Broadchurch: The Complete Second Season Review

     Actors: David Tennant, Olivia Colman
  • Director: Euros Lyn
  • Format: Multiple Formats, Dolby, NTSC, Widescreen
  • Language: English
  • Subtitles: English
  • Number of discs: 3
  • Rated: NR (Not Rated)
  • Studio: Entertainment One
  • DVD Release Date: May 12, 2015
  • Run Time: 480 minutes



              I must admit, I was highly skeptical of the decision to create a second season of the detective murder mystery series, “Broadchurch.” Rather than a new mystery a week, this show took on a single case over the course of the first season, much like similarly successful procedurals such as “True Detective.” The difference is the choice to continue the same storyline in the second season of “Broadchurch,” as opposed to the shift to new characters and narratives in the follow up seasons of shows like “True Detective” or “Fargo.” Seeing as the setting of “Broadchurch” is meant to be a small peaceful seaside town, there is some suspension of disbelief needed in the continuation of such criminal investigations, but it is done in a way that cleverly surpasses the first season in many ways.


            Part of the problem with the first season was the singular storyline, and the investigation which took on a familiar pattern. Each episode we would hear the stories the investigators DI Alec Hardy (David Tennant) and DS Ellie Miller (Olivia Colman) would pull from interrogated suspects, and the audience would be made aware of at least one lie being told. In reality, nearly all of these were red herrings; the audience would always know about the one lie in order to be suspicious of every other truth told. This happened so repeatedly within the first season that it became obvious and tiresome to be misled in the same way. Although season two does not shy away from this method, there are other elements to the narrative which no longer need to rely on the murder mystery structure. In short, with more going on in season two, it makes the flaws in the storytelling less glaring.


            Cleverly retaining the location needed for the title while adding a new mystery, the detective elements of this season are in regards to the case which nearly ruined Hardy’s career prior to season one. This makes it a cold case this time, although many of the other elements are remarkably similar. Most obvious of these is another dead child at the center of the mystery, along with a missing babysitter and the scared wife of the man accused and acquitted (played by James D’Arcy). Hardy is personally invested in finding new evidence to prove he was right the first time around, but the deeper he and Miller investigate, the clearer it is that there is more to the story than originally thought.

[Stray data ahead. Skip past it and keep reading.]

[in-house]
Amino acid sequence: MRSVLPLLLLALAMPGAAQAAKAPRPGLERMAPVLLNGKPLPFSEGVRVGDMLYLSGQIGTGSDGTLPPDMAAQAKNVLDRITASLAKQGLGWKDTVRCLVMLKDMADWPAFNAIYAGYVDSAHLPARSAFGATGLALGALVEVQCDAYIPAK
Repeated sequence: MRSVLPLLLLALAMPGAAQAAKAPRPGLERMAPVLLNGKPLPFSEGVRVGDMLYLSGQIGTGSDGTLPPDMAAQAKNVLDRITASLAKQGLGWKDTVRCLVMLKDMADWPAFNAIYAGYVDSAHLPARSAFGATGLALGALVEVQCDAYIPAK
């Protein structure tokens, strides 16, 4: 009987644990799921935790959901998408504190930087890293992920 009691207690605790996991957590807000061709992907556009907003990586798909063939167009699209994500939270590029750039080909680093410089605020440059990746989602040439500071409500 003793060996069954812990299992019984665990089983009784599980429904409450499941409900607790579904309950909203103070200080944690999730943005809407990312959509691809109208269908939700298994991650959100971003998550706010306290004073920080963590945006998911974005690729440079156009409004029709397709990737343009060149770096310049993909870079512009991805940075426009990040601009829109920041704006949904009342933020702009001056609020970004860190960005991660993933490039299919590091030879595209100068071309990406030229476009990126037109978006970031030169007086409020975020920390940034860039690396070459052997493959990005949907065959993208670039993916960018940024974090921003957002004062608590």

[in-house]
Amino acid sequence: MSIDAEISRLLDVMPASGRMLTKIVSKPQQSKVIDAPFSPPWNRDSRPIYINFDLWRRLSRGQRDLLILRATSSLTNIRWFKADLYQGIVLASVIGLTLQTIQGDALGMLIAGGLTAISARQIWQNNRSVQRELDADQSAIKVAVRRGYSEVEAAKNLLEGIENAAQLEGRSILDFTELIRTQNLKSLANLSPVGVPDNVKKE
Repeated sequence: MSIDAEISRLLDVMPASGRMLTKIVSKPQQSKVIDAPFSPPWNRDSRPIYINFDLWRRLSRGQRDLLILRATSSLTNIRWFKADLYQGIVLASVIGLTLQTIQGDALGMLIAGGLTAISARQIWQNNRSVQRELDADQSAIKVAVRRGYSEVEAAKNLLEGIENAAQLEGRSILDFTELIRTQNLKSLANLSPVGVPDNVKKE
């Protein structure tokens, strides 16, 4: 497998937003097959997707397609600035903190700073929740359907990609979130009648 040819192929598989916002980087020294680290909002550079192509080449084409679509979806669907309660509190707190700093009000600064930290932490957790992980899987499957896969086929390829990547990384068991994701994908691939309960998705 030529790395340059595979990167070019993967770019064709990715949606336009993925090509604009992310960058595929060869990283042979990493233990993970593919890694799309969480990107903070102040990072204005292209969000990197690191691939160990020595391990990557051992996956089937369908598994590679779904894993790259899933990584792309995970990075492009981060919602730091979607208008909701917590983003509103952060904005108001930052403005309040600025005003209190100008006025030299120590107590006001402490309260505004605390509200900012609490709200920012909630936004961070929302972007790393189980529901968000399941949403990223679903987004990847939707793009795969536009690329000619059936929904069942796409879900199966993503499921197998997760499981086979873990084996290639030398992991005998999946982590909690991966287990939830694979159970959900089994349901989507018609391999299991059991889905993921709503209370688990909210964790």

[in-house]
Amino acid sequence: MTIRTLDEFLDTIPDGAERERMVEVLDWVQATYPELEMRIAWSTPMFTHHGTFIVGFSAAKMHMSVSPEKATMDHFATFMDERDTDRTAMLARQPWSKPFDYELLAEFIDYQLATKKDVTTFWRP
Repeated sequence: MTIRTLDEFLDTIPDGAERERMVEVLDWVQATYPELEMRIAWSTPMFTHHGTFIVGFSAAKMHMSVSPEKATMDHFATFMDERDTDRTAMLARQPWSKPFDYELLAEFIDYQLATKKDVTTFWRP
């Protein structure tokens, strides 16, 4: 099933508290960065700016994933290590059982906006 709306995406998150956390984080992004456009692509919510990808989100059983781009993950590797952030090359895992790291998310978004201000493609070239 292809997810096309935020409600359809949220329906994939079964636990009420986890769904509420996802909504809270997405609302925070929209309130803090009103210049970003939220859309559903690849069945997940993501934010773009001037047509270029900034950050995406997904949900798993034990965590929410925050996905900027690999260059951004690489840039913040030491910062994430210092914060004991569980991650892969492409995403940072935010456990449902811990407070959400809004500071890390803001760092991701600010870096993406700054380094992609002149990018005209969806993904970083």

This mystery likely would have had just as difficult a time remaining compelling for an entire season alone, which is why the continued storyline from the first season pads the narrative nicely. Although we already know the murderer from season one, his refusal to plead guilty at the trial turns season two into a courtroom drama alongside the new murder mystery. There may not be any mystery in this storyline, but that does not mean it lacks suspense. The show is still a procedural, though it becomes one in the courtroom as well as the new investigation.


            Despite a confession at the end of the first season, the court case proves to be far from simple. It is a bleak portrayal of the way that the court system can be treated as a game, with innocent citizens of Broadchurch used as pawns to discredit the case against season one’s child killer. The defense attorney (Marianne Jean-Baptiste) coldly tears up the lives of those involved in order to discredit testimony, disgustingly doing whatever necessary to set the killer free. The only chance the family of the victim has for justice comes in form of a local retired attorney (played by Charlotte Rampling) who was once the mentor to the defense lawyer. Contrived as many of these situations and relationships may be, the writing and performances somehow manage to keep them even more compelling than the first season.


            There are eight episodes in season two, just as there were in the first season. All are fit onto three discs in this DVD set, along with a handful of special features worth mentioning. There is a generic making-of featurette, along with a few behind-the-scenes featurettes and cast/crew interviews. Also included are some scenes which were cut from the original broadcast, though nothing monumentally significant to the overall narrative.     


    Entertainment Value: 8/10

    Quality of Filmmaking: 7.5/10

    Historical Significance:  7/10

    Special Features: 6.5/10



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